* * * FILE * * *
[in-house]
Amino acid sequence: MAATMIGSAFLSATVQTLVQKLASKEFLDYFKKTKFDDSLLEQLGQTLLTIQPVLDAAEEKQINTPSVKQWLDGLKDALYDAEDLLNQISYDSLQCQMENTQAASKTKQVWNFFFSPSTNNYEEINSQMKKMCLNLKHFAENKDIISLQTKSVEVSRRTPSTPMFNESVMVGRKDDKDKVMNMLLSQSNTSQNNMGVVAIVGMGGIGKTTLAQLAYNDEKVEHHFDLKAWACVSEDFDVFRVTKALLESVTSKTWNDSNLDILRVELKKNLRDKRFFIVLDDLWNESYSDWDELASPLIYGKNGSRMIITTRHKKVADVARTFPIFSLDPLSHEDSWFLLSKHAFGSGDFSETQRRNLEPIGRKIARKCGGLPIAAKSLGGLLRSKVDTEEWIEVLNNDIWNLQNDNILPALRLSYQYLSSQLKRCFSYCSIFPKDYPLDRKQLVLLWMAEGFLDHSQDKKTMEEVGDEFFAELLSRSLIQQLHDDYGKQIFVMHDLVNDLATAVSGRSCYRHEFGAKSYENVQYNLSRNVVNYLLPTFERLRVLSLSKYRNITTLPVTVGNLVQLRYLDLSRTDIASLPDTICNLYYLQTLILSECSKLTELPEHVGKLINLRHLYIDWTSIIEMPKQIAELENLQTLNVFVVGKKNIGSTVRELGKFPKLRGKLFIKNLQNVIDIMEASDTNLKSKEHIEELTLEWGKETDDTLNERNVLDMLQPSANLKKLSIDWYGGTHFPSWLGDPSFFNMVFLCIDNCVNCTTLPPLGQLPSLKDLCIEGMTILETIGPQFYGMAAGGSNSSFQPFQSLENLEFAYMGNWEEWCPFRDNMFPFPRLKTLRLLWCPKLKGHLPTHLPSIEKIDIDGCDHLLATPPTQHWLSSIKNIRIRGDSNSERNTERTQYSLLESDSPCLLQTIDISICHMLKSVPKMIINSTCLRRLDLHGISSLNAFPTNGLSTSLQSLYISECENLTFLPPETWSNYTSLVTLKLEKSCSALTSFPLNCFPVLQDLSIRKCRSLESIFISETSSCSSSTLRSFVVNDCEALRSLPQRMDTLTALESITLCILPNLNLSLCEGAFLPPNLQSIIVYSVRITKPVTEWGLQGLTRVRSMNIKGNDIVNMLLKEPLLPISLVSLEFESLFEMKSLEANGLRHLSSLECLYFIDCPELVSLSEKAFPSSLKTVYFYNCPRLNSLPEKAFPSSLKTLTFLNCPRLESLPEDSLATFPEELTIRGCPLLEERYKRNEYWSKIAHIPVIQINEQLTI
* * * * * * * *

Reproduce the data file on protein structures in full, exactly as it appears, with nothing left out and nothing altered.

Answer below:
[in-house]
Amino acid sequence: MAATMIGSAFLSATVQTLVQKLASKEFLDYFKKTKFDDSLLEQLGQTLLTIQPVLDAAEEKQINTPSVKQWLDGLKDALYDAEDLLNQISYDSLQCQMENTQAASKTKQVWNFFFSPSTNNYEEINSQMKKMCLNLKHFAENKDIISLQTKSVEVSRRTPSTPMFNESVMVGRKDDKDKVMNMLLSQSNTSQNNMGVVAIVGMGGIGKTTLAQLAYNDEKVEHHFDLKAWACVSEDFDVFRVTKALLESVTSKTWNDSNLDILRVELKKNLRDKRFFIVLDDLWNESYSDWDELASPLIYGKNGSRMIITTRHKKVADVARTFPIFSLDPLSHEDSWFLLSKHAFGSGDFSETQRRNLEPIGRKIARKCGGLPIAAKSLGGLLRSKVDTEEWIEVLNNDIWNLQNDNILPALRLSYQYLSSQLKRCFSYCSIFPKDYPLDRKQLVLLWMAEGFLDHSQDKKTMEEVGDEFFAELLSRSLIQQLHDDYGKQIFVMHDLVNDLATAVSGRSCYRHEFGAKSYENVQYNLSRNVVNYLLPTFERLRVLSLSKYRNITTLPVTVGNLVQLRYLDLSRTDIASLPDTICNLYYLQTLILSECSKLTELPEHVGKLINLRHLYIDWTSIIEMPKQIAELENLQTLNVFVVGKKNIGSTVRELGKFPKLRGKLFIKNLQNVIDIMEASDTNLKSKEHIEELTLEWGKETDDTLNERNVLDMLQPSANLKKLSIDWYGGTHFPSWLGDPSFFNMVFLCIDNCVNCTTLPPLGQLPSLKDLCIEGMTILETIGPQFYGMAAGGSNSSFQPFQSLENLEFAYMGNWEEWCPFRDNMFPFPRLKTLRLLWCPKLKGHLPTHLPSIEKIDIDGCDHLLATPPTQHWLSSIKNIRIRGDSNSERNTERTQYSLLESDSPCLLQTIDISICHMLKSVPKMIINSTCLRRLDLHGISSLNAFPTNGLSTSLQSLYISECENLTFLPPETWSNYTSLVTLKLEKSCSALTSFPLNCFPVLQDLSIRKCRSLESIFISETSSCSSSTLRSFVVNDCEALRSLPQRMDTLTALESITLCILPNLNLSLCEGAFLPPNLQSIIVYSVRITKPVTEWGLQGLTRVRSMNIKGNDIVNMLLKEPLLPISLVSLEFESLFEMKSLEANGLRHLSSLECLYFIDCPELVSLSEKAFPSSLKTVYFYNCPRLNSLPEKAFPSSLKTLTFLNCPRLESLPEDSLATFPEELTIRGCPLLEERYKRNEYWSKIAHIPVIQINEQLTI